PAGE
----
DR. TINU AGUNLOYE

DR. F. ANOR

DR. E.A OKAFOR

DR. E.A IDOWU

DR. B.P YUSUF

DR. O.O OSOFUNDIYA

DR. L.O ERIBA

DR. OKWOR VITALIS

DR. ALI-GOMBE

DR. B. BELLO

DR. M.A JIMOH

Scientific Programme Committee

DR. OGBOLE/DR AKINMOLADUN

DR. D.U UDOFIA

DR. D. OLUSUNMADE

DR. R.C EFIDI

DR. I.H UKACHUKWU

DR. K.I ISEKO

DR. FOLUKE SARIMIYE

DR. IKHILE EMMANUEL

DR. A.E OMIKUNLE

DR. A.A OLADEJI

DR. ALIYU

Publicity Committee

DR. ABDUS-SALLAM

DR. E.O OLABINRI

DR. B.E OSOBU

DR. C.E UKAIGWE

DR. R.B OLATUNJI

DR. M.O AKINWUNMI

DR. HASSAN

DR. LASEBIKAN

DR. TAIWO T.

DR. ADEWALE

DR. MUSTAPHA

Transport and Welfare Committee

DR. ATALABI

DR. T.O SOYEMI

DR. I.O AREMU

DR. A HAFIZ

DR. C.J ODO

DR. O. BAMIDURO

DR. O.O OYIBOTHA

DR. ASAOLU

DR. O.E OBOH

DR. B.C SALAKO

DR. BIYI OLUTUNDE

Exhibition

DR. A. J. ADEKANMI

Administration

Yetunde Awosika-Fadahunsi


  1st Scientific Session Top


Percutaneous pulmonary arteriography and catheter directed thrombolysis of pulmonary thrombo embolism in Kano: Report of two cases

Abdulkadir M Tabari, Mamuda Atiku 1 , Ismail Anas


Departments of Radiology, 1 Anethsiology, Aminu Kano Teaching Hospital, Kano, Nigeria

Correspondence: Dr. Abdulkadir M Tabari,

Department of Radiology, Aminu Kano Teaching Hospital, Kano, Nigeria. E-mail: amustabari@yahoo.com

ABSTRACT

Background:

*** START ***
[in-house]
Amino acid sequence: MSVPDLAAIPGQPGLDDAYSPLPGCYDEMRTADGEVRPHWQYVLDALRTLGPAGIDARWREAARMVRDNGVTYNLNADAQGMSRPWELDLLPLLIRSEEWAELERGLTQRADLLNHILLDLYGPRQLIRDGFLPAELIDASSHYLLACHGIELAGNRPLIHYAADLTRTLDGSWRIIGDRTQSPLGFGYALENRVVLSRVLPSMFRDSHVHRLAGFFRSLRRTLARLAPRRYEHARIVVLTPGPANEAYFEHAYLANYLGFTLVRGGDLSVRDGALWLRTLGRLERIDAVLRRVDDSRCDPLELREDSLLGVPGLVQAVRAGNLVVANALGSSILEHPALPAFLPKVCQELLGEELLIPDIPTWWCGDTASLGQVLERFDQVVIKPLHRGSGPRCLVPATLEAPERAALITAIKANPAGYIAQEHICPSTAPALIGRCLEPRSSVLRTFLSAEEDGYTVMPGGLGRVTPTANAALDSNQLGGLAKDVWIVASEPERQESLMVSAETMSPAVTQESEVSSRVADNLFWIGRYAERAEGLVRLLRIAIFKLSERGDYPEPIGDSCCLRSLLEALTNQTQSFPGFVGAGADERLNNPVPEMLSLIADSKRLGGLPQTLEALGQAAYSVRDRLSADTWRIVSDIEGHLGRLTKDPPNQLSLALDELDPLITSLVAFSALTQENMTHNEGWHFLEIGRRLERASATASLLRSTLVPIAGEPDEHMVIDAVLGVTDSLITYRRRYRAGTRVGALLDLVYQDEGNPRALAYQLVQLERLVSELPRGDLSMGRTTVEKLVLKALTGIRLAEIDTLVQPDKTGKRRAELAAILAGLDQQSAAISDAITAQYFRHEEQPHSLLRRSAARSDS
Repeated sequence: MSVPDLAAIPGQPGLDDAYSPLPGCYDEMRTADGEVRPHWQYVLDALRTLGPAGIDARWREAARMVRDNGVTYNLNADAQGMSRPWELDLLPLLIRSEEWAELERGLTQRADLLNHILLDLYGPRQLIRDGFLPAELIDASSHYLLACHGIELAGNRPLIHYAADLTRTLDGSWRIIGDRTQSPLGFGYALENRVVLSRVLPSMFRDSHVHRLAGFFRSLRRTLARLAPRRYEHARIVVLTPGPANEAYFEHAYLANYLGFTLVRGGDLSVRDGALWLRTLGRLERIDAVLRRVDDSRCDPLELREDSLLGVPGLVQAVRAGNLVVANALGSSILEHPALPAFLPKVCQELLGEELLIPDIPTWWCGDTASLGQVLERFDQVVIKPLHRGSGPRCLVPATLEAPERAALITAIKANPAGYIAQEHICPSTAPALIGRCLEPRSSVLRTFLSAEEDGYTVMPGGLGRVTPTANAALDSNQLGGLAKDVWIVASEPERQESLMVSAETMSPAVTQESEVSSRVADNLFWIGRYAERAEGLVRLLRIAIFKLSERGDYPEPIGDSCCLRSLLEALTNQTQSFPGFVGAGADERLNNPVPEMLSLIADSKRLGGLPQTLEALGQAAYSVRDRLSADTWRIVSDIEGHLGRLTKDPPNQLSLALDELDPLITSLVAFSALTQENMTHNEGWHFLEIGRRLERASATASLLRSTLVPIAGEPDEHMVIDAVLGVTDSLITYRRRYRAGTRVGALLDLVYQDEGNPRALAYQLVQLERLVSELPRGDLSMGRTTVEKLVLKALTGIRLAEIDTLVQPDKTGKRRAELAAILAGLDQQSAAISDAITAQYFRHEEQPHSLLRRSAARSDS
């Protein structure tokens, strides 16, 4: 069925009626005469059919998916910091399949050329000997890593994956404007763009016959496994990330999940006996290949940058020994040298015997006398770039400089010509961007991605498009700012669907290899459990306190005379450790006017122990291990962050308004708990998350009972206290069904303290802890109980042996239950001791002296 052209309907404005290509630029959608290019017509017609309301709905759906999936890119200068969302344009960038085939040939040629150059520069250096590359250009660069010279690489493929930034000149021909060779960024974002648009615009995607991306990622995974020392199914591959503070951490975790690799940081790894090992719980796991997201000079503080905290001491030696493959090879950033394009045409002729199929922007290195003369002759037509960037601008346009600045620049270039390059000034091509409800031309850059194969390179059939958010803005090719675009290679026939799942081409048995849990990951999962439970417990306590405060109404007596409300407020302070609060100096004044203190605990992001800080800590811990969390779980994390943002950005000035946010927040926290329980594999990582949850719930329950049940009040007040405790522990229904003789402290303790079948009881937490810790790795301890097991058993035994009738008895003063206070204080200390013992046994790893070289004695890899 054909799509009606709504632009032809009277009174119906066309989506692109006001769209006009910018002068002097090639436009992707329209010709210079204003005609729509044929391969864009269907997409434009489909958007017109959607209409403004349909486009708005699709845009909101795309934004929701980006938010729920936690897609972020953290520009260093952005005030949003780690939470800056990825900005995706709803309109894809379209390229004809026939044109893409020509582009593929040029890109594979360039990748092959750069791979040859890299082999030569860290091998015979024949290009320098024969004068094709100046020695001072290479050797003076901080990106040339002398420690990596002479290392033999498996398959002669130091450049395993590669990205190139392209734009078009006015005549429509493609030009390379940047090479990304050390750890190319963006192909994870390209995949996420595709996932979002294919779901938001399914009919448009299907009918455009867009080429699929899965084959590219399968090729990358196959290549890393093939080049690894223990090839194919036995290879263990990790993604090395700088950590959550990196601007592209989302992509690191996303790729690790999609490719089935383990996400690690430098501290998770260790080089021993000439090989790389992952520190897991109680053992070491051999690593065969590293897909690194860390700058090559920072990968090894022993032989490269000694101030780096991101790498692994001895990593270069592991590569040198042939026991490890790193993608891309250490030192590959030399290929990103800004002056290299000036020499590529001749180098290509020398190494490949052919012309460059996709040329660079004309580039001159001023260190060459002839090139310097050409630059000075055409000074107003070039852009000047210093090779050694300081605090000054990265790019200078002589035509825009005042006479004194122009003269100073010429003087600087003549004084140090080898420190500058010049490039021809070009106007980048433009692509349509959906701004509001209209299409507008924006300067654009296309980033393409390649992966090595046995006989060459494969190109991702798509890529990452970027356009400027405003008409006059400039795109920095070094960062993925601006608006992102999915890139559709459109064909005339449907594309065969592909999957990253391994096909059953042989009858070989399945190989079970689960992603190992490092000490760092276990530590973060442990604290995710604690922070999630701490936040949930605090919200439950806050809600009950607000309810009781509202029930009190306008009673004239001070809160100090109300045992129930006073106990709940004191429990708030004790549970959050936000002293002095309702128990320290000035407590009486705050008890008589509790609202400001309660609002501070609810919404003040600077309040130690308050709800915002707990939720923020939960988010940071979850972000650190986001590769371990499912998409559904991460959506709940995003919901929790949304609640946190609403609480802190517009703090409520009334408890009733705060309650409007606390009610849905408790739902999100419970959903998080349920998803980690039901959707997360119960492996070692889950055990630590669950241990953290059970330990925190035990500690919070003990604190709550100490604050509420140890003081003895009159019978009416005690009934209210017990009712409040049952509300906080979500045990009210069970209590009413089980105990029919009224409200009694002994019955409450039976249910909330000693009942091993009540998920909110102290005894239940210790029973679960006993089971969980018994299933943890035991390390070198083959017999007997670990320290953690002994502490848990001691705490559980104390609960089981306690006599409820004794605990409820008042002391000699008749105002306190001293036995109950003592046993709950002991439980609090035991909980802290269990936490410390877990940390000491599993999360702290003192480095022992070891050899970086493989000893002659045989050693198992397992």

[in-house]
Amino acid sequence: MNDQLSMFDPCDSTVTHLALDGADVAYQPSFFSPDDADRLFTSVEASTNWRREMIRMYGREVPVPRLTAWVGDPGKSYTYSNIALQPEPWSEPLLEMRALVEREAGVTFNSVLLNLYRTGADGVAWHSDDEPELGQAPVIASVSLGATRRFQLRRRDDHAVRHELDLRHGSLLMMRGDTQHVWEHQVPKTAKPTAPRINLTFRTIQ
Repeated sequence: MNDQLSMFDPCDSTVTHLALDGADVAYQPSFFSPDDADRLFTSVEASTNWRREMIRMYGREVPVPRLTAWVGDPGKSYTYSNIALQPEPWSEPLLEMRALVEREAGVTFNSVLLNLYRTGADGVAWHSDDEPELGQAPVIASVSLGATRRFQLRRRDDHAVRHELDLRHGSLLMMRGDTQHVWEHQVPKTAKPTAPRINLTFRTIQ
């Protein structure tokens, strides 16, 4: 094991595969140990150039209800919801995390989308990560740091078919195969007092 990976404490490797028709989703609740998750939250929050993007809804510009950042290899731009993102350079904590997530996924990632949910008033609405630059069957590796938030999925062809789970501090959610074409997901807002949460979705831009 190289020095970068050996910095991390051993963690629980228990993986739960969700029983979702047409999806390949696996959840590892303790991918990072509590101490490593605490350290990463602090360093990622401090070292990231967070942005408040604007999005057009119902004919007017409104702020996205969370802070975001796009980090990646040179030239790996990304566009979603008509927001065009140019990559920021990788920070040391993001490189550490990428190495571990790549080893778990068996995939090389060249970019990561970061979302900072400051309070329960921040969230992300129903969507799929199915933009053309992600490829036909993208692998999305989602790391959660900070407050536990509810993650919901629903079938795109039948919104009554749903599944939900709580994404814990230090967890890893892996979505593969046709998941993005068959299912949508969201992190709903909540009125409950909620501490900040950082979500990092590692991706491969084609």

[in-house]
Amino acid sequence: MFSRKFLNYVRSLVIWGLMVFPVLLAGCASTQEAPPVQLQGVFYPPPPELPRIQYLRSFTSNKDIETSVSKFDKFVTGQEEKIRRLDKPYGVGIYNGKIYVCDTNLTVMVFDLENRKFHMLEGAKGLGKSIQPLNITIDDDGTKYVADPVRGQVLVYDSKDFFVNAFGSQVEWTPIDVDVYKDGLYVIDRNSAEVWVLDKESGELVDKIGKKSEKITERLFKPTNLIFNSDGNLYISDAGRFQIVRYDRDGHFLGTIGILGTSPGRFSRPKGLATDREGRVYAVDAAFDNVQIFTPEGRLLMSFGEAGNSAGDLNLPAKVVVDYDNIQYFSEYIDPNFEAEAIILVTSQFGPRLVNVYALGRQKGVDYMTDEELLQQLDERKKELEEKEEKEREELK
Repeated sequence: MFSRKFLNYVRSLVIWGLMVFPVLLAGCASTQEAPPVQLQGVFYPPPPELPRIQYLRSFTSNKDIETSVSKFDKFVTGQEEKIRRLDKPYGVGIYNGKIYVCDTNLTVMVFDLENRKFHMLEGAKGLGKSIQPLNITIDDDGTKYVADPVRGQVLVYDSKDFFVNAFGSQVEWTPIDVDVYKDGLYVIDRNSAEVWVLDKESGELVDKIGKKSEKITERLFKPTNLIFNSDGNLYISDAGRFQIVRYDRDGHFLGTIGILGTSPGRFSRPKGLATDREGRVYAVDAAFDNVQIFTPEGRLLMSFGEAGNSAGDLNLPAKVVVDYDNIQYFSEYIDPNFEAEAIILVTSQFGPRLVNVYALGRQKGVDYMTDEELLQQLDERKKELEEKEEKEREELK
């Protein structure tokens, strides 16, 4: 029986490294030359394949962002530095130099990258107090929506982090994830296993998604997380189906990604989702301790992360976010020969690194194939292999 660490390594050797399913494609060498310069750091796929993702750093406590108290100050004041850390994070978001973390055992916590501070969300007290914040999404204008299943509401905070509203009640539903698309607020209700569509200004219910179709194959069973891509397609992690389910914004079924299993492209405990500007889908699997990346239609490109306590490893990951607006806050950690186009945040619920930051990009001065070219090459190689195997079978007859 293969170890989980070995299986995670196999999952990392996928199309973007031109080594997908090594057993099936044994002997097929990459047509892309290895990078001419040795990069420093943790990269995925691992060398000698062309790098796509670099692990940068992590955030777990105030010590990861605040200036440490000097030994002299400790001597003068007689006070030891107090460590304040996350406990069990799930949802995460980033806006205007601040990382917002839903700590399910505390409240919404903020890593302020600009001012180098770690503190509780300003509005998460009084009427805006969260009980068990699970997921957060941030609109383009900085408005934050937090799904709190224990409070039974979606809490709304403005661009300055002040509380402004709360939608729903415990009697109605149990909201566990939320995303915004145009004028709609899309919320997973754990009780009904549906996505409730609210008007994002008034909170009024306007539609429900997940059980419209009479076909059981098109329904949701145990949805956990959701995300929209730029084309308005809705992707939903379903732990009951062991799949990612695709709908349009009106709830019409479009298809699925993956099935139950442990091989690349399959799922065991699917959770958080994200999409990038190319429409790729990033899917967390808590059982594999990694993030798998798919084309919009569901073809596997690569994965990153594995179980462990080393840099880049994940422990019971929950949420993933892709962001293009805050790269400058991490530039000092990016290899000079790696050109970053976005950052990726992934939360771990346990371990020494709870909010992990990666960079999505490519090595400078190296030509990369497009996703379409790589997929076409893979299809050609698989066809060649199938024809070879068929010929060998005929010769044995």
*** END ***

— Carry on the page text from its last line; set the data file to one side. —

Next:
Accurate diagnosis of pulmonary embolism (PE) is crucial, because it carries a significant degree of mortality if not diagnosed early. Pulmonary digital subtraction angiography (DSA) has remain the gold standard in the diagnosis of PE. Treatment of PE offers a 10-fold reduction in mortality, while non-treatment is associated with 30% mortality. Aims and Objectives: This report is on the first case of catheter directed thrombolysis of PE performed in Kano, Nigeria. It intends to highlight the technique, challenges and prospects of this procedure in our typical resource poor setting of sub-Saharan Africa. Materials and Methods: A case of 46-year-old man who developed PE from right popliteal vein thrombosis following surgery for femoral supracondylar and fibular fractures was presented. The clinical features, and imaging characteristics of PE on multi-detector CT (MDCT) and DSA were highlighted. Step by step technique of pulmonary arteriography and catheter directed thrombolysis was outlined. Results: Successful lysis of the pulmonary thromboembolism was achieved in part via catheter directed thrombolysis using streptokinase. Transient intra-procedural bradycardia on catheter entry to the right ventricle was encountered. However, patient did well after the procedure. The limitations of the procedure relevant to our setting was highlighted. Relevant literature on the subject was also reviewed. Conclusion: The diagnosis of PE can be achieved with high degree of accuracy using MDCT. Catheter directed thrombolysis is safe and efficient way of treating PE.